While we are all planning our next steps as we rebuild our businesses, the Ministry of Social Development (MSD) have begun the mammoth task of auditing certain applications made under the wage subsidy scheme. This is an action that was signalled from very early on in the scheme. While the swift move into audit phase may seem harsh, the statistics that emerged regarding fraudulent claims on hardship grants after the Canterbury and Kaikoura earthquakes prove that some people will take advantage of ‘high trust’ opportunities.
Those of you that applied for the Wage Subsidy Scheme (both the original 12-week wage subsidy and the current 8 week wage subsidy extension) should be looking to revalidate your eligibility to have claimed under the wage subsidy. Where appropriate, businesses should look to repay amounts claimed if there ultimately wasn’t an entitlement to it. This is a process which is especially important for businesses who made a claim on the basis of an anticipated revenue loss under the original scheme. Now is the time to validate and document that this loss did actually arise as predicted.
What should you be assessing?
Firstly for those of you that applied on predicted loss of income, you need to revisit to ensure you did in fact have a minimum of 30% in revenue and it was in fact due to Covid-19. The evidence of this should be documented in the event you are asked to prove it.
As an aside, many Covid-19 concessions (particularly in relation to tax) only apply to businesses that have been significantly affected by Covid-19, so there are multiple reasons why businesses should be understanding and documenting what the revenue impacts of Covid-19 have been.
Payments to employees
It was made very clear by us and by Government that the Employment Law had not changed during the lockdown. Any changes to conditions of employment must have been agreed upon by the employee and in writing.
When your application for the subsidy was made you would have declared to endeavour at your ‘best efforts’ to pay and retain employees at 80% of their regular income after receiving the subsidy (less than 80% is accepted in circumstances where it was not possible). Payroll data should be assessed to ensure that employees’ pay remained the same, or at 80% of normal, or at a lower amount agreed to by the employee or with a union. This information must also be held on record.
New Zealand is no longer in a state of national emergency. This means that for all claims made since the state of national emergency was lifted, businesses should now have on record written correspondence from all named employees, confirming they gave consent for you to provide their personal details to MSD as part of making your wage subsidy application.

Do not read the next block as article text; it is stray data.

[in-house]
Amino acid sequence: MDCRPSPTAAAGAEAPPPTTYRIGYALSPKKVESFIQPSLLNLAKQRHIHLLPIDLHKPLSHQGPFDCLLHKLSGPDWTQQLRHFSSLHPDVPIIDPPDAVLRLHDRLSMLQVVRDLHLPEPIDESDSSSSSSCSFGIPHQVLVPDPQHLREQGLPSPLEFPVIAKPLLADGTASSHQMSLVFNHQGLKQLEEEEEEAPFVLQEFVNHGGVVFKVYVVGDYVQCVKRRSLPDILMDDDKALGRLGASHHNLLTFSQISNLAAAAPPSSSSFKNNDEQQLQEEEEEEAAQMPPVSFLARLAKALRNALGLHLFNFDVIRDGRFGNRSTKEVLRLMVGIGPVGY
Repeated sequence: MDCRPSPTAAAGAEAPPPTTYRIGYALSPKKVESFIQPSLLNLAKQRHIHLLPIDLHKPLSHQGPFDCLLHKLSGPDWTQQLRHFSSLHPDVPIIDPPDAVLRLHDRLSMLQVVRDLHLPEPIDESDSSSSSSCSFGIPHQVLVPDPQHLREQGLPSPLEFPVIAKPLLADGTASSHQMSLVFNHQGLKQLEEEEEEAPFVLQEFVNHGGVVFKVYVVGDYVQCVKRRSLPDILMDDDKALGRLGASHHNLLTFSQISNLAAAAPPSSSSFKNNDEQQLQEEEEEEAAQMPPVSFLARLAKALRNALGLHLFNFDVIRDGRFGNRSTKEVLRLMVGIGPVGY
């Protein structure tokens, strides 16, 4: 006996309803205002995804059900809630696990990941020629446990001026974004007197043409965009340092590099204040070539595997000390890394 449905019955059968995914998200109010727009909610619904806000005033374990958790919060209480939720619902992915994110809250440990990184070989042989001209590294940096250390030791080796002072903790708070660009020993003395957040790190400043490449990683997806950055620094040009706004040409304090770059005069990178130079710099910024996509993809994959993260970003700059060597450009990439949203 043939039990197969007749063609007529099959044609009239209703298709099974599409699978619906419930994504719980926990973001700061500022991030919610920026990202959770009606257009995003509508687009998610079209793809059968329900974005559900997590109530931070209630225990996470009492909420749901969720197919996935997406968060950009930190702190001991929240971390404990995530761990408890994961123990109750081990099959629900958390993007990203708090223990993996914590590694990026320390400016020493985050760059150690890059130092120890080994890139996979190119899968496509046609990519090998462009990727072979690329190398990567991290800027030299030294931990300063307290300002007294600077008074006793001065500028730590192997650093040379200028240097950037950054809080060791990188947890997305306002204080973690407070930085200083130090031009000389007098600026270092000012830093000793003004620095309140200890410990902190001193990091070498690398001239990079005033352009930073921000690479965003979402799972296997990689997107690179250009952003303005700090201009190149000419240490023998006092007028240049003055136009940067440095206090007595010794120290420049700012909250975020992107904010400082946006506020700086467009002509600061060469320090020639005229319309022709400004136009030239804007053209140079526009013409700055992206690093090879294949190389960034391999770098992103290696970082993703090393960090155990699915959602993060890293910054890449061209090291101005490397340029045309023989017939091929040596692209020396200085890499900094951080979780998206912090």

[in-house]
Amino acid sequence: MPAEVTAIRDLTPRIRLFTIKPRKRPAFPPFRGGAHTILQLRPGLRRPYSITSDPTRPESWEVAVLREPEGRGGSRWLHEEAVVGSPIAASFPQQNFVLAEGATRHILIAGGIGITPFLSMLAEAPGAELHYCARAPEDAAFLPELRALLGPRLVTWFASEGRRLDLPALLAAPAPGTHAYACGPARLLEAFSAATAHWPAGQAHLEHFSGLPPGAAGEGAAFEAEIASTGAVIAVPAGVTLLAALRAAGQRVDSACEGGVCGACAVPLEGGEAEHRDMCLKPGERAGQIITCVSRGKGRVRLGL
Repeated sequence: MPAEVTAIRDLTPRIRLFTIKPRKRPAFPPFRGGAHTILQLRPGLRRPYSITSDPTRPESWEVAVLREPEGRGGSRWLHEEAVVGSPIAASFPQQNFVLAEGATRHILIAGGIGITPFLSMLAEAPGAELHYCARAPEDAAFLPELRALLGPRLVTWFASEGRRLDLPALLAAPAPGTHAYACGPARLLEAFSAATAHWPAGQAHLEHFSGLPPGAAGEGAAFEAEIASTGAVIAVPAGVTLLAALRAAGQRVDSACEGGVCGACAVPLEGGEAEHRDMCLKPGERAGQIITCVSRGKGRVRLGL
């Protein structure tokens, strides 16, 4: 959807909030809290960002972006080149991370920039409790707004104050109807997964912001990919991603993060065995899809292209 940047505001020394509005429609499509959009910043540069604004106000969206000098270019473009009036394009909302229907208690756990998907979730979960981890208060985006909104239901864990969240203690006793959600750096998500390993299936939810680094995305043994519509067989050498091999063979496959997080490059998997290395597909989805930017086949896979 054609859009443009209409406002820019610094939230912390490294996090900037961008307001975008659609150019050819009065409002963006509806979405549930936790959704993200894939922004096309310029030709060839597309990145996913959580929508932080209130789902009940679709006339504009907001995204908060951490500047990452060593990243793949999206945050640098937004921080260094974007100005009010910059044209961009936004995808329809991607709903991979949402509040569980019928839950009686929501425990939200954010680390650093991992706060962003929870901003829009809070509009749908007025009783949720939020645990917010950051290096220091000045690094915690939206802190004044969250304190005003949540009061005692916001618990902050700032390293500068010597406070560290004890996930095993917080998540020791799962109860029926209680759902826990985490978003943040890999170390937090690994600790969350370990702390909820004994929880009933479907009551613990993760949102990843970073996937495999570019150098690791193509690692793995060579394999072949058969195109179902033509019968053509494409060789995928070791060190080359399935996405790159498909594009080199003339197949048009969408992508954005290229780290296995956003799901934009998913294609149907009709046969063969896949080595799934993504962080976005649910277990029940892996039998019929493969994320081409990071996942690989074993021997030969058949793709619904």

Document the evidence
To the extent you are comfortable that your business was, and/or still is, eligible for a wages subsidy claim made, it is important to consider taking proactive steps to clearly document this. Having some emails here and a spreadsheet there is not enough. The eligibility criteria per the declaration should be considered a ‘checklist’ like and a complete file of all evidence of eligibility should be constructed and held on hand. For example, this should include documenting:
- The necessary revenue drop;
- The steps taken to mitigate the impact of Covid-19 on the business;
- What cash reserves the business had at the time of making the claim;
- Proof of what discussions were held with bankers, insurers or business advisers;
- What payments were made to employees;
- On what basis did any employees cease employment (whether voluntarily or involuntarily) during the wage subsidy period.
We have put together a checklist of what you should be keeping to assist with this. Click here to download the checklist. Not only will this pro-active action make a potential audit a lot quicker and smoother, it will demonstrate that you have considered the eligibility criteria and that you are confident that your claim on the scheme is legitimate.
If you need assistance to put this information together, please contact us. You are not alone, we are here to support you.